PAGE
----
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In many seeds the embryo cannot germinate even under suitable conditions until a certain period of time has lapsed. The time may be required for continued embryonic development in the seed or for some necessary finishing process—known as afterripening—the nature of which remains obscure.

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In some seeds (e.g., castor beans) absorption of nutrients from reserves is through the cotyledons, which later expand in the light to become the first organs active in photosynthesis. When the reserves are stored in the cotyledons themselves, these organs may shrink after germination and die or develop chlorophyll and become photosynthetic.

Seed dormancy

Germination sometimes occurs early in the development process; the mangrove (Rhizophora) embryo develops within the ovule, pushing out a swollen rudimentary root through the still-attached flower. In peas and corn (maize) the cotyledons (seed leaves) remain underground (e.g., hypogeal germination), while in other species (beans, sunflowers, etc.) the hypocotyl (embryonic stem) grows several inches above the ground, carrying the cotyledons into the light, in which they become green and often leaflike (e.g., epigeal germination).

The seeds of many species do not germinate immediately after exposure to conditions generally favourable for plant growth but require a “breaking” of dormancy, which may be associated with change in the seed coats or with the state of the embryo itself. Commonly, the embryo has no innate dormancy and will develop after the seed coat is removed or sufficiently damaged to allow water to enter. Germination in such cases depends upon rotting or abrasion of the seed coat in the gut of an animal or in the soil. Inhibitors of germination must be either leached away by water or the tissues containing them destroyed before germination can occur. Mechanical restriction of the growth of the embryo is common only in species that have thick, tough seed coats. Germination then depends upon weakening of the coat by abrasion or decomposition.

The seeds of many plants that endure cold winters will not germinate unless they experience a period of low temperature, usually somewhat above freezing. Otherwise, germination fails or is much delayed, with the early growth of the seedling often abnormal. (This response of seeds to chilling has a parallel in the temperature control of dormancy in buds.) In some species, germination is promoted by exposure to light of appropriate wavelengths. In others, light inhibits germination. For the seeds of certain plants, germination is promoted by red light and inhibited by light of longer wavelength, in the “far red” range of the spectrum. The precise significance of this response is as yet unknown, but it may be a means of adjusting germination time to the season of the year or of detecting the depth of the seed in the soil. Light sensitivity and temperature requirements often interact, the light requirement being entirely lost at certain temperatures.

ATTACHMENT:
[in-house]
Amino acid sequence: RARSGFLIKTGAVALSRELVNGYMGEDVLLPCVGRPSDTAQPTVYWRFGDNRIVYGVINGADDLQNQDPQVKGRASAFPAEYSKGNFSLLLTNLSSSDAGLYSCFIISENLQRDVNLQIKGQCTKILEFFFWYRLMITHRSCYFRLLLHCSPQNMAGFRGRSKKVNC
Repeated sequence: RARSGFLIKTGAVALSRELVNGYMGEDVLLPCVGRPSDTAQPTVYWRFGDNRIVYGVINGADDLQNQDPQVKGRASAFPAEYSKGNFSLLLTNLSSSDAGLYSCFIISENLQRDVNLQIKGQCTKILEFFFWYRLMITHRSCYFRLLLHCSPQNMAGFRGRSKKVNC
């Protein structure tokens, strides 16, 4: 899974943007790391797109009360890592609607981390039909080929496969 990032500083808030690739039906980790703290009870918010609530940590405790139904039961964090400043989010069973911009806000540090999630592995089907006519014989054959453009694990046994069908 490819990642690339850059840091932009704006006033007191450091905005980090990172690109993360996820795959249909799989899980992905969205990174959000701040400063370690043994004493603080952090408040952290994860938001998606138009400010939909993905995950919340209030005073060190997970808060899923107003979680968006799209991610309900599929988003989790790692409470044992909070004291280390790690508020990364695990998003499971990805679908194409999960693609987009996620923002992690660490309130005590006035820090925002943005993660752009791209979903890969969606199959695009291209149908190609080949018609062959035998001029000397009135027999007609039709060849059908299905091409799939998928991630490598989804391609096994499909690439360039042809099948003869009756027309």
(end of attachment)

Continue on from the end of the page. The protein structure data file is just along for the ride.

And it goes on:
Germination, the sprouting of a seed, spore, or other reproductive body, usually after a period of dormancy. The absorption of water, the passage of time, chilling, warming, oxygen availability, and light exposure may all operate in initiating the process.

Figure 1. Monthly maximum and minimum air and soil temperature data in the Australian Alps (mean ± STDEV). Air temperatures are averages from the BOM database, soil temperatures were measured with iButtons (see methods). Bars indicate experimental incubator temperatures (mean ± STDEV). The equivalent time of year (season), incubator temperature regime (°C, 12/12 h, light/dark) and duration of treatment (weeks) as indicated in the top panel.

Steadman, K. J., Eaton, D. M., Plummer, J. A., Ferris, D. G., and Powles, S. B. (2006). Late-season non-selective herbicide application reduces Lolium rigidum seed numbers, seed viability and seedling fitness. Aust. J. Agric. Res. 57, 133–141. doi: 10.1071/AR05122


Kullman, L. (2004). The changing face of the alpine world. Glob. Change Newsl. 57, 12–14.

To date, there has been little published evidence of intra-specific variability in dormancy mechanisms within alpine seed collections such as would explain the staggered germination strategies observed here. Germination staggered over time may also be explained by varying levels of seed maturity among individuals in the population at the time of collection, and/or could reflect a dimorphic strategy within a single plant associated with position on the plant or timing of development.

Hoyle, G. L., Steadman, K. J., Daws, M. I., and Adkins, S. W. (2008b). Pre-and post-harvest influences on seed dormancy status of an Australian Goodeniaceae species, Goodenia fascicularis. Ann. Bot. 102, 93–101. doi: 10.1093/aob/mcn062